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This lively collection of essays by Ashutosh Varshney analyses the deepening of Indian democracy since 1947 and the challenges this has created. It examines concerns ranging from federalism and Hindu nationalism to caste conflict and civil society, the north-south economic divide, and politics of economic reforms. Accompanied by a substantial overview tracing the forging and consolidation of India s improbable democracy, the book, full of original insights, portrays the successes and failures of our experience in a new comparative perspective, enriching our understanding of the idea of democracy.
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Born in India, Ashutosh Varshney is Sol Goldman Professor of International Studies and the Social Sciences, Brown University, where he also directs the India Initiative. Previously, he taught at Harvard and the University of Michigan, Ann Arbor. His books include Ethnic Conflict and Civic Life: Hindus and Muslims in India, Democracy, Development, and the Countryside: Urban-Rural Struggles in India and India in the Era of Economic Reforms. His honours include the Guggenheim and Carnegie awards and the Gregory Luebbert Prize.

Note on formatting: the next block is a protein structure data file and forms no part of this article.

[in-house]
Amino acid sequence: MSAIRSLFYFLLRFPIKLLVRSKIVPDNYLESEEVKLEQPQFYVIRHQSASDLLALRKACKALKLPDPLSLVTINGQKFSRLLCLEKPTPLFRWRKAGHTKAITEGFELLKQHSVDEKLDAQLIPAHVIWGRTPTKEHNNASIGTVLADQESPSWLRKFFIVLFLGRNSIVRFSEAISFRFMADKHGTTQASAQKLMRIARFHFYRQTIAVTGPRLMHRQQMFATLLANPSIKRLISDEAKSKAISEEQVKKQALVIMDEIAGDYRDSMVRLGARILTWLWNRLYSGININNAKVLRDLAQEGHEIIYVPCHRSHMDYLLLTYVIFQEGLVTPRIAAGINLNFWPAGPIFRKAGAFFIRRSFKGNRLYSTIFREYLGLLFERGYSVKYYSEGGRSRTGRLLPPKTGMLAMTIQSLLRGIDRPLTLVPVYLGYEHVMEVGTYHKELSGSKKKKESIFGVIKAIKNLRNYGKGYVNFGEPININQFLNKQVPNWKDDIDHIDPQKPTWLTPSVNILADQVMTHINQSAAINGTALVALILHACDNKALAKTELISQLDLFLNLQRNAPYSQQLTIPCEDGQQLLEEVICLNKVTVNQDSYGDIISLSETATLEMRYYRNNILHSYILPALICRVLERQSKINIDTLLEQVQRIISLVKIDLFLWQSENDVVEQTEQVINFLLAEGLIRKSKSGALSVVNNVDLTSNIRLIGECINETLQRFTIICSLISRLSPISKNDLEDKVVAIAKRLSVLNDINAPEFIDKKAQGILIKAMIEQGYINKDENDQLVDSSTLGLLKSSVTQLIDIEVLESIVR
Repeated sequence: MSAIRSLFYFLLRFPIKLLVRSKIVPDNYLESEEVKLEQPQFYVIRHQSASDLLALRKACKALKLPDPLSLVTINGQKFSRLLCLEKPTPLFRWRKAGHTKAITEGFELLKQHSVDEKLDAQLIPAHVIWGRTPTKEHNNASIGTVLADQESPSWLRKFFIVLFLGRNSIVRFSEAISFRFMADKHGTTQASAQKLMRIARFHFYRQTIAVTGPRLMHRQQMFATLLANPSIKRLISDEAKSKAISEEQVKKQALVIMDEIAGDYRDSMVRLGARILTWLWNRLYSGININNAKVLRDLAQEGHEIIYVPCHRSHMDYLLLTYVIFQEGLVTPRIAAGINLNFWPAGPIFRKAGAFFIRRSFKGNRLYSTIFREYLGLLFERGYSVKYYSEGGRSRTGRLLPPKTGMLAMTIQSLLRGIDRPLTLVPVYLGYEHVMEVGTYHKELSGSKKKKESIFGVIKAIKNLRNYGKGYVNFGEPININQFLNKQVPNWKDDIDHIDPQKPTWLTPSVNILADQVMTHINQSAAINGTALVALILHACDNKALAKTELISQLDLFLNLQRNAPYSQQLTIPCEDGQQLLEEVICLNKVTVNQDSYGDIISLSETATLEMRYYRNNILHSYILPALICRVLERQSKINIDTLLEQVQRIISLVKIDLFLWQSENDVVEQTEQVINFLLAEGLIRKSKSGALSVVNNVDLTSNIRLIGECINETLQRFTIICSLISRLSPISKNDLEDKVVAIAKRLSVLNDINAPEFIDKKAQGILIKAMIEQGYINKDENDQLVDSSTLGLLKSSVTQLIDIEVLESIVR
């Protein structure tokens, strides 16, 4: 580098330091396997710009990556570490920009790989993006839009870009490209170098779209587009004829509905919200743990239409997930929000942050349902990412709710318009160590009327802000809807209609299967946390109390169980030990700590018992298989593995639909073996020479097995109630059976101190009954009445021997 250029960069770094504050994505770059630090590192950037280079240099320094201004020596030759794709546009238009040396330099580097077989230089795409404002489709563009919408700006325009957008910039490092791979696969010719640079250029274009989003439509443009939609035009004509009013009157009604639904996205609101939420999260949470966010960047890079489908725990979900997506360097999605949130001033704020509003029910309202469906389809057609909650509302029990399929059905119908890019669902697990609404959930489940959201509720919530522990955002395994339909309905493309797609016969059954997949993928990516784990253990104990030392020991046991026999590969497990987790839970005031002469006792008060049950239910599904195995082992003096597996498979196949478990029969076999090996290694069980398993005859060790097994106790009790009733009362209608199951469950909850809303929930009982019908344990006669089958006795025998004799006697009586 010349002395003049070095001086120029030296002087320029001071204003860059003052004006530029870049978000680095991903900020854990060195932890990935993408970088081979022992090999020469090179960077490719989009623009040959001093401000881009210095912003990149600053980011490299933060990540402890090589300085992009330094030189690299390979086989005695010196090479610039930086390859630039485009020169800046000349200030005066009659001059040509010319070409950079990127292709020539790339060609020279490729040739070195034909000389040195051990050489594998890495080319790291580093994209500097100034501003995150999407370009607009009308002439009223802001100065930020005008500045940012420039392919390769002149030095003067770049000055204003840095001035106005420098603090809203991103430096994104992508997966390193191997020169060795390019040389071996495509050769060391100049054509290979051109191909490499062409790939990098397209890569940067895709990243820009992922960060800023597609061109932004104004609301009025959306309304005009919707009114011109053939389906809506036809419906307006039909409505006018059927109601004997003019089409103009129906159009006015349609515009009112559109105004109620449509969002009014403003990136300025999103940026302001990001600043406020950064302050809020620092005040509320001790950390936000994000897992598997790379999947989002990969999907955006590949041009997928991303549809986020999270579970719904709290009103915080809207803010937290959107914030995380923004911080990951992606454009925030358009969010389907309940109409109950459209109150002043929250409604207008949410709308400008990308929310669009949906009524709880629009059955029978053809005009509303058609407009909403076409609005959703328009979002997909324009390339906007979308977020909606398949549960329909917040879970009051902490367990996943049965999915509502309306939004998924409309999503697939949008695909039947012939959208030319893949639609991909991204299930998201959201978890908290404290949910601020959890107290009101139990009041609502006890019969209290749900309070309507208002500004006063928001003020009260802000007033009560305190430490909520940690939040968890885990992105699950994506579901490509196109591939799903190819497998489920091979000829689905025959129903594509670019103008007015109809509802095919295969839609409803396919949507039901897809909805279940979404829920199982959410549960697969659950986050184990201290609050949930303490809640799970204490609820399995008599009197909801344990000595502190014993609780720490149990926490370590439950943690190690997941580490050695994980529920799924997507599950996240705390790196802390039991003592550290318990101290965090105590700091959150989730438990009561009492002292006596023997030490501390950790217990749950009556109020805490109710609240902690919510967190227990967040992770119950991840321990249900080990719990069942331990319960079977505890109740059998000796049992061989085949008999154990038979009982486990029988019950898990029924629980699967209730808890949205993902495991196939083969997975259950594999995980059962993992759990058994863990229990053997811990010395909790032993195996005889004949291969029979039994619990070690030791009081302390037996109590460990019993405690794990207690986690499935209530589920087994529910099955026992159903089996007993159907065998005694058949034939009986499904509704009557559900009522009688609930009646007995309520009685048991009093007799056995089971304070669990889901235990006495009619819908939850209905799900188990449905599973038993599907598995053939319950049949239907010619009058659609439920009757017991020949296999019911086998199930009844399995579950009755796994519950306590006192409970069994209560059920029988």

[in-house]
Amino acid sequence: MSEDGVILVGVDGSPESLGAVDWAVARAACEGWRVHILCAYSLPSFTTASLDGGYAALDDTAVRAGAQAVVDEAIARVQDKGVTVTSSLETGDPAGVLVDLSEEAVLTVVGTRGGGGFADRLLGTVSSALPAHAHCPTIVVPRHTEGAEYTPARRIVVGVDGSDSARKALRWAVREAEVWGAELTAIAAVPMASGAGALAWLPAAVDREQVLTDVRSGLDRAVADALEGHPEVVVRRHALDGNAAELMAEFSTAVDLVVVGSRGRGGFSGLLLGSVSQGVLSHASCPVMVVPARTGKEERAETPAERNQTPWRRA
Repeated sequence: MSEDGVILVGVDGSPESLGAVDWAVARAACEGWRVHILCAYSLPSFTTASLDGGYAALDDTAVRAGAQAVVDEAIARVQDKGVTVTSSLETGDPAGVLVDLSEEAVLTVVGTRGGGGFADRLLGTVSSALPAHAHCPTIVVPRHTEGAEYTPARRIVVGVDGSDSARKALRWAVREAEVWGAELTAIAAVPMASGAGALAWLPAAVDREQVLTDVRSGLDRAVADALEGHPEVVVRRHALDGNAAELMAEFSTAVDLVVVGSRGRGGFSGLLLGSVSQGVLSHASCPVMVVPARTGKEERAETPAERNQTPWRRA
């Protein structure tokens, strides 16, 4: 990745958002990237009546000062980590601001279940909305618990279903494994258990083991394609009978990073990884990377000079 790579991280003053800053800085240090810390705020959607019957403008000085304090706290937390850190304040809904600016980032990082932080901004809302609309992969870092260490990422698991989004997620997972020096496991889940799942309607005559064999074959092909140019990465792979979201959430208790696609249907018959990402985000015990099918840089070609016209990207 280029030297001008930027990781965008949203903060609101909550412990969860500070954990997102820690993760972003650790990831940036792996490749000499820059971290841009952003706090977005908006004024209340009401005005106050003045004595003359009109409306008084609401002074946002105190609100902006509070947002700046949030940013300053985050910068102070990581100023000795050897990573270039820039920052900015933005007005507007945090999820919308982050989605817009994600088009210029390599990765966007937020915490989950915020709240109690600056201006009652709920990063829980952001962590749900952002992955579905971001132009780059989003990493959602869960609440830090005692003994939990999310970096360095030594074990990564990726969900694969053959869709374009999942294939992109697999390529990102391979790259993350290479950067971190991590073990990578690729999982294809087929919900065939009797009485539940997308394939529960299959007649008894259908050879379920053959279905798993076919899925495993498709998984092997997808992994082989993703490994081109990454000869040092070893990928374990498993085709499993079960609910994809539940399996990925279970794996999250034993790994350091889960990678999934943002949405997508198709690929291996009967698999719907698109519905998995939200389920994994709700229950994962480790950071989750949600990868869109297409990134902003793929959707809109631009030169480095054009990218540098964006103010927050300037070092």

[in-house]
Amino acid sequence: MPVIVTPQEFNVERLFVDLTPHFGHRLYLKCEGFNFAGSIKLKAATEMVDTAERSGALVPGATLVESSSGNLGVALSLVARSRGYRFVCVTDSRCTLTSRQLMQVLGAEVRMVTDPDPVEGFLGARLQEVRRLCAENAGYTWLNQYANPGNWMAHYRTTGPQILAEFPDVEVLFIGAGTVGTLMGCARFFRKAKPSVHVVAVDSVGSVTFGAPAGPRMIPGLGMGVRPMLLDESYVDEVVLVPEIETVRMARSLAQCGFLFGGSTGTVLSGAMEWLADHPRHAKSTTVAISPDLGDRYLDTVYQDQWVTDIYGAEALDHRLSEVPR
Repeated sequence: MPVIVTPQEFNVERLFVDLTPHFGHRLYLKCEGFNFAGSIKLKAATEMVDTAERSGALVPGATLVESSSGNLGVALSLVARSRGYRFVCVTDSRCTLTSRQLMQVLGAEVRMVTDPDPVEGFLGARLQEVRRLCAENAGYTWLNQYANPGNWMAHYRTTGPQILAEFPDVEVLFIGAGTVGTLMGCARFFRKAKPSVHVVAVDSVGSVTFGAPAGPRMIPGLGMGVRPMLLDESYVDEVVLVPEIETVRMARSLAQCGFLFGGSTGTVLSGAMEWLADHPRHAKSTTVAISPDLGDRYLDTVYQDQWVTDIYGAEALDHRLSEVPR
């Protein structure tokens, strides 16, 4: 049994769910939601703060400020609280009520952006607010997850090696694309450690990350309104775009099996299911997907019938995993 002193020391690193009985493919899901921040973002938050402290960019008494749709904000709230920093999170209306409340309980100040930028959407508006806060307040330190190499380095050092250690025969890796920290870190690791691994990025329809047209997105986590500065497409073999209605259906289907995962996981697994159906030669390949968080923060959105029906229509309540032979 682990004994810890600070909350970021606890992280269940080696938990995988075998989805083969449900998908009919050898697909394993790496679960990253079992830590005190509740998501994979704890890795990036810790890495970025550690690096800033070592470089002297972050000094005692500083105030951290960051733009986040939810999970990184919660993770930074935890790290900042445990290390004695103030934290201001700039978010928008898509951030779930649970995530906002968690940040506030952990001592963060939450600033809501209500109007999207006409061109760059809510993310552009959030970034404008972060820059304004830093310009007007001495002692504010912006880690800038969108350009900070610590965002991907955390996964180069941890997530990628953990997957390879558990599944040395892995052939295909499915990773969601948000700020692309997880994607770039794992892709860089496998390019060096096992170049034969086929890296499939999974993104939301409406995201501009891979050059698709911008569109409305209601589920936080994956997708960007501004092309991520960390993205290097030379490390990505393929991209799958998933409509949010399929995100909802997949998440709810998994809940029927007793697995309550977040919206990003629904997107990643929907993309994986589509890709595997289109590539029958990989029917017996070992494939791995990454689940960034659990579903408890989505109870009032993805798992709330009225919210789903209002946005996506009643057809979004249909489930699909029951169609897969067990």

He is a contributing editor for the Indian Express, and his guest columns have appeared in many newspapers, including the Financial Times.
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Book Description Penguin, 2014. Condition: New. book. Seller Inventory # M0143423517